Monday, September 26, 2011
Last week, the 9th Circuit issued its opinion in Kolev v. Euromotors West/The Auto Gallery. The facts are pretty humdrum. Diana Kolev brought a "pre-owned" car that developed mechanical problems that she believed were covered under a warranty. The dealership refused to honor her warranty claims, and when she sued for breach of warranties under the Magnuson-Moss Warranty Act (MMWA), breach of contract and unconscionability, the dealership moved to compel arbitration. The District Court granted the motion to compel. After the arbitrator largely sided with the dealership, Ms. Kolev challenged that ruling in the District Court, which upheld the arbitral decision.
On appeal, Judge Stephen Reinhardt (pictured) authored the majority opinion, reversing the District Court's decision to compel arbitration. Ms. Kolev argued that the MMRA bars compelled arbitration of her warranty claims. The majority undertook a two-part Chevron analysis to determine whether that was indeed in the case. In the first part of the Chevron test, the Court found that the MMRA expressed no clear congressional intent with respect to compelled arbitration. However, in the second part of its analysis, the Court found that Congress had delegated to the Federal Trade Commission (FTC) to “prescribe rules setting forth minimum requirements for any informal dispute settlement procedure which is incorporated into the terms of a written warranty.” The FTC then promulgated Rule 703, which prohibits pre-disptue compelled binding arbitration. The Court found this decision of the FTC to be reasonable and therefore binding on the Court, notwithstanding the Supreme Court's repeated admonitiions that the Federal Arbitration Act was to be liberally construed in favor of arbitration.
In so doing, the 9th Circuit created a split, as the 5th and 11th Circuits have both found that the MMRA may not bar pre-dispute mandatory arbitration of warranty claims. The Majority explained its reasoning as follows:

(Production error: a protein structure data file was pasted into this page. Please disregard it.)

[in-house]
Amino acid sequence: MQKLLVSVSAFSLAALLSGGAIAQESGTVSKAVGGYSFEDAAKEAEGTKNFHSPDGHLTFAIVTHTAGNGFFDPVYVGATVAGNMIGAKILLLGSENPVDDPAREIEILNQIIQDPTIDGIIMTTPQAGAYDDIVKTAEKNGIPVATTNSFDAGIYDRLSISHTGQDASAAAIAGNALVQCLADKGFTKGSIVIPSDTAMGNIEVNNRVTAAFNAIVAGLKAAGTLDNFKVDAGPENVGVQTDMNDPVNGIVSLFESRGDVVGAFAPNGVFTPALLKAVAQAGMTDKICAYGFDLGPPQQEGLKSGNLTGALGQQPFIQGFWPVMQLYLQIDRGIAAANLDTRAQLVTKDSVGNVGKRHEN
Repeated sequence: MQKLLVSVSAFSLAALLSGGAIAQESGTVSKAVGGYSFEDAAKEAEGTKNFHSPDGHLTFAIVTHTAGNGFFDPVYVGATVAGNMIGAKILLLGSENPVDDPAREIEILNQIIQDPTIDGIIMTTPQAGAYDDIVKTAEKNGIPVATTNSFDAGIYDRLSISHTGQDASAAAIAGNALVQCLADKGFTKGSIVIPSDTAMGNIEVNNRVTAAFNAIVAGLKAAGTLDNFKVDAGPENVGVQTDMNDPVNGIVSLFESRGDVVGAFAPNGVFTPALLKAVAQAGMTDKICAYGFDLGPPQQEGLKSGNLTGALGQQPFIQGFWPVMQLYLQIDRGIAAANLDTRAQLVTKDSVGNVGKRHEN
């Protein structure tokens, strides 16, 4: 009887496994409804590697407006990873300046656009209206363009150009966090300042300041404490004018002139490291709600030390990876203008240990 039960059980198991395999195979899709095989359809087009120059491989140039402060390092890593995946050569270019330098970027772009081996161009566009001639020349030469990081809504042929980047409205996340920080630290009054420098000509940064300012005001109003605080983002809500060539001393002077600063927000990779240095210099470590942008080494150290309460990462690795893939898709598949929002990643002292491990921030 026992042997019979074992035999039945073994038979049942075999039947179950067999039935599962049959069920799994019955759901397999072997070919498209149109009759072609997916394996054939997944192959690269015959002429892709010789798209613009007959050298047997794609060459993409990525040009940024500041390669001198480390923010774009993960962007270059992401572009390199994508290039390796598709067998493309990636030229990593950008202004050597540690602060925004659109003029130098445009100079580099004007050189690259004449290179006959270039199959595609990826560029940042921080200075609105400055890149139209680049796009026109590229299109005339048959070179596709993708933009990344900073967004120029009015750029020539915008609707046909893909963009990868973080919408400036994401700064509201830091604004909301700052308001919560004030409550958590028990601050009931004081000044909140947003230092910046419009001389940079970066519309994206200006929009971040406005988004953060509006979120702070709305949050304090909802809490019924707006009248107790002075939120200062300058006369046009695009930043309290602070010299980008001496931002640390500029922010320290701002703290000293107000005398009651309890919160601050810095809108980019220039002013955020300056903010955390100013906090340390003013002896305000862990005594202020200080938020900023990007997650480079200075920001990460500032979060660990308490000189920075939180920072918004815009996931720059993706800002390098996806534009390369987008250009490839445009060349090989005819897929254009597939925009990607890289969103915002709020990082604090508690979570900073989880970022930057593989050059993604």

We do so for the following reasons: (1) the FTC interpreted the statute consistent with its carefully reasoned understand- ing of the enacting Congress’s intent, as evidenced by the statute’s language and legislative history; (2) the FTC’s con- struction advances the MMWA’s purpose to protect consum- ers from predatory warrantors and to provide them with fair and informal pre-filing procedures that preserve their rights to enforce their claims for breach of warranty through civil liti- gation in the state or federal courts; and (3) the persistence of the FTC’s rule that the MMWA bars pre-dispute mandatory binding arbitration — expressly reaffirmed more than a decade after the Supreme Court held that the FAA “mandates enforcement of agreements to arbitrate statutory claims” absent “contrary congressional command — requires that the courts afford the agency’s construction particularly strong deference. Because we are required to defer to the reasonable construction of a statute by the agency that Congress has authorized to interpret it, we hold that the MMWA precludes enforcement of pre-dispute agreements such as Porsche’s that require mandatory binding arbitration of consumer warranty claims.
There was, of course, a dissent, which accused the Majority of departing from Supreme Court precedent as well as the decisions of other Circuit Courts. The real problem, in the dissent's view, was a conflation of a a narrow category under the MMWA, "informal dispute settlement procedures" with any altnerative dispute resolution procedure provided by a private contract. As a result, Chevron deference to FTC rules is inappropriate in this case, as the arbitration at issue here is not the kind of informal dispture settlement procedure addressed in Rule 703. Moreover, according to the dissent, the FTC Rule would not be reasonable if it were indeed in tension with the federal policy under the FAA favoring arbitration.
The dissent predicts dire effects if Judge Reinhardt's opinion is allowed to stand. Stay tuned.